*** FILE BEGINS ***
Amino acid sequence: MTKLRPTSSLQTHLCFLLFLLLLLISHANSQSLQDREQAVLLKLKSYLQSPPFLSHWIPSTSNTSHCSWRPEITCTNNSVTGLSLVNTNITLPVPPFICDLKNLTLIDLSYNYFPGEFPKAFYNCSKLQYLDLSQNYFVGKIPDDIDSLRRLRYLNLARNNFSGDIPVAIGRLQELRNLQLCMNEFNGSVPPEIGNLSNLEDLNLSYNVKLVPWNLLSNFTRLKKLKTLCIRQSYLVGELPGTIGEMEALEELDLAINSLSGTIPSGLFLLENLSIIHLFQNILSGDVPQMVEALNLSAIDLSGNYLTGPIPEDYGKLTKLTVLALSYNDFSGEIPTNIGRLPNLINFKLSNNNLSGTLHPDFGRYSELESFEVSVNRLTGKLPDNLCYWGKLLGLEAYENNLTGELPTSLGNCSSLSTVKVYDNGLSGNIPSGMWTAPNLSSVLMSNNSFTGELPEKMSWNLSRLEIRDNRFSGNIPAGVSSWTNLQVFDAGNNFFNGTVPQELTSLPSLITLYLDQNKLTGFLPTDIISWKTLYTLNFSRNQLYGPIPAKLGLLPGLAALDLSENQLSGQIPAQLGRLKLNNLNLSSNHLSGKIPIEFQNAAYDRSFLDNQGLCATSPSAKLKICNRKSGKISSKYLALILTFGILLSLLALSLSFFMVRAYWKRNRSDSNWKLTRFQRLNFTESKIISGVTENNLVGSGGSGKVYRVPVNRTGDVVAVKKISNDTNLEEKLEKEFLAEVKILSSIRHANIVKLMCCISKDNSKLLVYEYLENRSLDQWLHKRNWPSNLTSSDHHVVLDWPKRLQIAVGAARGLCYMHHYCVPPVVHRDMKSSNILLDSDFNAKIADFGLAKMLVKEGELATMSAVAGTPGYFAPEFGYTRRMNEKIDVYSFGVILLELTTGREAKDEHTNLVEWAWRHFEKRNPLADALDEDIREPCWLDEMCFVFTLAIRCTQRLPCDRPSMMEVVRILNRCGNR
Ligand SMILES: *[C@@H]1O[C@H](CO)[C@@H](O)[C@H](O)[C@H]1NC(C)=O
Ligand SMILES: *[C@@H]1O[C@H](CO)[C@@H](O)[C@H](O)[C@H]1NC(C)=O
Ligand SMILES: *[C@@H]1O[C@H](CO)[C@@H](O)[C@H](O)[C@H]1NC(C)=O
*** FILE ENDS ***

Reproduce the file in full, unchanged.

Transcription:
Amino acid sequence: MTKLRPTSSLQTHLCFLLFLLLLLISHANSQSLQDREQAVLLKLKSYLQSPPFLSHWIPSTSNTSHCSWRPEITCTNNSVTGLSLVNTNITLPVPPFICDLKNLTLIDLSYNYFPGEFPKAFYNCSKLQYLDLSQNYFVGKIPDDIDSLRRLRYLNLARNNFSGDIPVAIGRLQELRNLQLCMNEFNGSVPPEIGNLSNLEDLNLSYNVKLVPWNLLSNFTRLKKLKTLCIRQSYLVGELPGTIGEMEALEELDLAINSLSGTIPSGLFLLENLSIIHLFQNILSGDVPQMVEALNLSAIDLSGNYLTGPIPEDYGKLTKLTVLALSYNDFSGEIPTNIGRLPNLINFKLSNNNLSGTLHPDFGRYSELESFEVSVNRLTGKLPDNLCYWGKLLGLEAYENNLTGELPTSLGNCSSLSTVKVYDNGLSGNIPSGMWTAPNLSSVLMSNNSFTGELPEKMSWNLSRLEIRDNRFSGNIPAGVSSWTNLQVFDAGNNFFNGTVPQELTSLPSLITLYLDQNKLTGFLPTDIISWKTLYTLNFSRNQLYGPIPAKLGLLPGLAALDLSENQLSGQIPAQLGRLKLNNLNLSSNHLSGKIPIEFQNAAYDRSFLDNQGLCATSPSAKLKICNRKSGKISSKYLALILTFGILLSLLALSLSFFMVRAYWKRNRSDSNWKLTRFQRLNFTESKIISGVTENNLVGSGGSGKVYRVPVNRTGDVVAVKKISNDTNLEEKLEKEFLAEVKILSSIRHANIVKLMCCISKDNSKLLVYEYLENRSLDQWLHKRNWPSNLTSSDHHVVLDWPKRLQIAVGAARGLCYMHHYCVPPVVHRDMKSSNILLDSDFNAKIADFGLAKMLVKEGELATMSAVAGTPGYFAPEFGYTRRMNEKIDVYSFGVILLELTTGREAKDEHTNLVEWAWRHFEKRNPLADALDEDIREPCWLDEMCFVFTLAIRCTQRLPCDRPSMMEVVRILNRCGNR
Ligand SMILES: *[C@@H]1O[C@H](CO)[C@@H](O)[C@H](O)[C@H]1NC(C)=O
Ligand SMILES: *[C@@H]1O[C@H](CO)[C@@H](O)[C@H](O)[C@H]1NC(C)=O
Ligand SMILES: *[C@@H]1O[C@H](CO)[C@@H](O)[C@H](O)[C@H]1NC(C)=O